Canadian frog tales

At the moment I’m in Vancouver, where next week I will be attending the 7th World Congress in Herpetology. It’s an event I’ve been really looking forward to, and the opportunity of representing the Museum and University in my subject together with meeting up with international colleagues will be a real pleasure. The selection of lectures and symposia scheduled for the congress promise to be excellent.

Tadpole of Tailed frog, Ascaphus truei, (c) Andrew Gray

Whilst in Canada, I am also taking time out to enjoy the nature of this beautiful country and yesterday spent a wonderful day hiking up a waterfall nearby. Whilst doing so, I decided to look for one of the most unusual frogs to occur here – a species called the Tailed Frog, Ascaphus truei.

It’s a species that is very rare to find and lives and breeds in clear, very cold, fast-flowing mountain streams. The falls are over 1000ft tall and the walk over the boulders was a little treacherous, but great fun. With the almost deafening sound of rushing water by the falls any call these frogs produced would be useless, so they don’t bother, and have not even developed a vocal sac or eardrum.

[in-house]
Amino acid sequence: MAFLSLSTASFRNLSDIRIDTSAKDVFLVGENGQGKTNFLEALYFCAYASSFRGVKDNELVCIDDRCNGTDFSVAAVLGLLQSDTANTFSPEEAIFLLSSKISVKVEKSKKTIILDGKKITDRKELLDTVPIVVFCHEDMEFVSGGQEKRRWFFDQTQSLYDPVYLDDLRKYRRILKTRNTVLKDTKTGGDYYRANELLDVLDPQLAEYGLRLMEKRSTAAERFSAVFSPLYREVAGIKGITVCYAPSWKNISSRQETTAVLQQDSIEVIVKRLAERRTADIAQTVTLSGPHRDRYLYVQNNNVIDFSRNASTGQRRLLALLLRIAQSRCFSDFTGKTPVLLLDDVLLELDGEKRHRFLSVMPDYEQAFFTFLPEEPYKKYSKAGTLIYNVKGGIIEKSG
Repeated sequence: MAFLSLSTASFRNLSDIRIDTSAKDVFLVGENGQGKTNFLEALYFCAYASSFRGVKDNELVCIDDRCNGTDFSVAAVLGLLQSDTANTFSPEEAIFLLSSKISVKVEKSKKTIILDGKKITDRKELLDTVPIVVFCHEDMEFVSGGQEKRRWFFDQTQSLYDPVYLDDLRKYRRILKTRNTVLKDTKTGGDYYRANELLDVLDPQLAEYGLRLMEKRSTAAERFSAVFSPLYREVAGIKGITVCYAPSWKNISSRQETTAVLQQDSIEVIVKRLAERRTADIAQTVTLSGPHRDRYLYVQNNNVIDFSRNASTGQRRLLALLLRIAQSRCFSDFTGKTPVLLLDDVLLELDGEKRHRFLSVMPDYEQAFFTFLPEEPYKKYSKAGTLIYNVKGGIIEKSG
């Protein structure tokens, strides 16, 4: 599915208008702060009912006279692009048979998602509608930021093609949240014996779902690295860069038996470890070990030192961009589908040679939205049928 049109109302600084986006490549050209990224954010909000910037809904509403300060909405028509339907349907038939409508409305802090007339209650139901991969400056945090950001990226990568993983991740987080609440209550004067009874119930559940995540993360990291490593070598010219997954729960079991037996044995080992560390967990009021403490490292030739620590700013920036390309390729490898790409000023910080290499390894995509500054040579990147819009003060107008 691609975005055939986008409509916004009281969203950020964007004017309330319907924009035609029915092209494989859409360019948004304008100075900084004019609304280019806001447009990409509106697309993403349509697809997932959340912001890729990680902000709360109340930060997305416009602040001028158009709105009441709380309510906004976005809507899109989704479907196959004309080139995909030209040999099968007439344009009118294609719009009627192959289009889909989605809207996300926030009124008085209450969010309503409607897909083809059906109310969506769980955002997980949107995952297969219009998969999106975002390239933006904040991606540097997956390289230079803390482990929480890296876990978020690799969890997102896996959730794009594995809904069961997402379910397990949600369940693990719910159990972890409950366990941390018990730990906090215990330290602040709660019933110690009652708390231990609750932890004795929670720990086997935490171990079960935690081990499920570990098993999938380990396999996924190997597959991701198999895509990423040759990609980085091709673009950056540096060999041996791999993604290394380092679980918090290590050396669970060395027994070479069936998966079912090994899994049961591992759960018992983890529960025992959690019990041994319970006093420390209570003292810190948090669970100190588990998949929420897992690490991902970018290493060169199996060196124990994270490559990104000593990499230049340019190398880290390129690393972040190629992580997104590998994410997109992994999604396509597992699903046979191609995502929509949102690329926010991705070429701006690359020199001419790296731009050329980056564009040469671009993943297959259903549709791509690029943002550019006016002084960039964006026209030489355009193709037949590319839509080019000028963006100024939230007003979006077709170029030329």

Mouthparts of Tailed Frog, Ascaphus truei, (c) Andrew Gray

The males of this species do have a little ‘tail’, used during reproduction to internally fertilise females to stop the sperm from being washed away in the fast water. The females lay their eggs on rocks and boulders in the streams and the tadpoles have adapted an unusual sucker-like mouth to help them adhere to the rocks to stop them being washed away. They also have rows of tiny teeth to enable them to feed on the algae that grows on the rocks (pictured). It’s a really remarkable species that takes many years to develop from tadpole to frog and then can live for over 20 years when adult.

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